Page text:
Virgin Trains wants to return to WCML and compete ‘open access’ with Avanti

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Viewing 15 posts - 1 through 15 (of 23 total)

  • AMcWhirter
    Participant

    Some of you may have seen this piece in today’s Sunday Times – see link below [paywall].

    https://www.thetimes.co.uk/article/virgin-trains-to-take-on-avanti-as-branson-returns-to-west-coast-line-k85xxz3pw

    Of course Virgin will have to apply to the regulator for permission to compete and ORR (the regulator) takes its time not least because incumbent Avanti pays the gov’t a hefty franchise fee.

    Another consideration is finding the slots on the WCML and at London Euston.

    A further issue is that Grand Union recently received permission to operate Stirling-Euston via the WCML.

    And yet another issue could be that First Group (which has a shareholding in Avanti) says it wants to operate a Greater Manchester-London multi-stop service.

    This would be a Lumo-type operation so fares would be low and it would be a similar to that which Lumo provides London-Newcastle-Edinburgh over the ECML.

    https://www.bbc.co.uk/news/articles/cd1d6n7d3n6o

    1 user thanked author for this post.

    Ah,Mr.Bond
    Participant

    I find myself flying Glasgow to London this Monday bank holiday as there are no trains- yet again. What times do we seriously live in? Virgin or Avanti… wont make any difference. Who can charge the punter the most for a service not fit for purpose is their only goal.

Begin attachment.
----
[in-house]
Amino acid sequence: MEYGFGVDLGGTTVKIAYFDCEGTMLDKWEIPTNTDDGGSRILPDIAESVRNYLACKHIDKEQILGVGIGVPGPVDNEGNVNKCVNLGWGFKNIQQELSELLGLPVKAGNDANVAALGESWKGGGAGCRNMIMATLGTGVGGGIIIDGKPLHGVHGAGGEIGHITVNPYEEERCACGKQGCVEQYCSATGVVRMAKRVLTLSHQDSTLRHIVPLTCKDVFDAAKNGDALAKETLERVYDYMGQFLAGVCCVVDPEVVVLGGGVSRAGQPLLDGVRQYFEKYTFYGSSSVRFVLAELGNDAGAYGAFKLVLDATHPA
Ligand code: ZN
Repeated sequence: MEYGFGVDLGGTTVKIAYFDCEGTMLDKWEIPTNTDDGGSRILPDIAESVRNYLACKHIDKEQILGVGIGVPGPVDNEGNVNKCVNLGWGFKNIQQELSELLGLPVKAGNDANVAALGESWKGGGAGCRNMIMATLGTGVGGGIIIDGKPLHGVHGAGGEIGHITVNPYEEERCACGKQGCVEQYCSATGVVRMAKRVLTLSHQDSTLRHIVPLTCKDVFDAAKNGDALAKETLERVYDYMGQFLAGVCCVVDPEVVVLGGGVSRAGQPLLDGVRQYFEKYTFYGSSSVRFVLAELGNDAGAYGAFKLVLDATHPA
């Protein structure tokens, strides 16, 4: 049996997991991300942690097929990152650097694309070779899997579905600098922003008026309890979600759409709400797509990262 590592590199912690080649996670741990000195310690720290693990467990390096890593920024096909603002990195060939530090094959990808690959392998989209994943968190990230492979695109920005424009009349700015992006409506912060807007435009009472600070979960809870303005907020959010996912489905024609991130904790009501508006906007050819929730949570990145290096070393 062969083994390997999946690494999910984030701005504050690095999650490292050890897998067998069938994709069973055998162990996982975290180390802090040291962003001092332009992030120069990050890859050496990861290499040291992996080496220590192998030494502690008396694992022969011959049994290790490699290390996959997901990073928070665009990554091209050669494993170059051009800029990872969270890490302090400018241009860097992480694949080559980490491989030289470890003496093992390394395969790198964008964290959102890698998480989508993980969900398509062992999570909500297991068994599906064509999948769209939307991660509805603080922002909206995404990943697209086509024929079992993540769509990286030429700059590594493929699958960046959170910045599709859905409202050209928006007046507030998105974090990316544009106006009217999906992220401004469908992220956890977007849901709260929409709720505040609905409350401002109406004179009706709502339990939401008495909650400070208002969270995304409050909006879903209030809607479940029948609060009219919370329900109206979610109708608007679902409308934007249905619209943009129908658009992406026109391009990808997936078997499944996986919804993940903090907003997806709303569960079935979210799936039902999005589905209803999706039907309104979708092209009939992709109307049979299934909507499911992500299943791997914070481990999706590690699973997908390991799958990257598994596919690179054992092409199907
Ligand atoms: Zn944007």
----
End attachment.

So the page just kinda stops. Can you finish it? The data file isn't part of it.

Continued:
5 users thanked author for this post.

    AMcWhirter
    Participant

    Unlike mainland Europe which operates a 7-day rail service the UK tends to reserve engineering works at weekends/public holidays.

    This might have been alright decades ago but changing travel patterns mean that some change is needed.

    Last year I reported on Network Rail’s trial to undertake engineering work midweek on the ECML.

    The trial did take place but nothing further has been heard since.

    Network Rail reacts to changing travel patterns

    1 user thanked author for this post.

    TimFitzgeraldTC
    Participant

    Very good article in RAIL magazine this week about the Labour Party’s plans in the likely event they win the next GE.

    Basically on the point of Open Access operators – no definitive proof they actually add real value to the railway – and actually in many circumstances inhibit and effective / clockface timetable being run as paths are squeezed in for them to operate making the timetable sub-optimal.

    So if they win – you can’t really have improved connections between services and other transport modes if you don’t control all operators. So Open Access realistically might not be around much longer given the complications that comes with them?????


    SimonS1
    Participant

    Indeed Tim, the great Tory dogma of competition and free markets.

    Instead we are left with the most expensive railway in Europe, with the usual story of dividends going out too foreign owners many of which are just working on management contracts, taking no real risk, and turning in the keys when the numbers no longer stack up and delivering confusing and incomprehensive fares to customers.

    So roll on the Labour Party, getting national infrastructure fully back in national hands.

    https://inews.co.uk/news/uk-most-expensive-train-journeys-more-europe-3023403


    AMcWhirter
    Participant

    In January 2023 Euronews conducted detailed research which shows that the price of rail tickets in Europe depends on many factors.

    https://www.euronews.com/travel/2023/01/09/rail-fares-across-europe-the-countries-with-the-most-expensive-train-tickets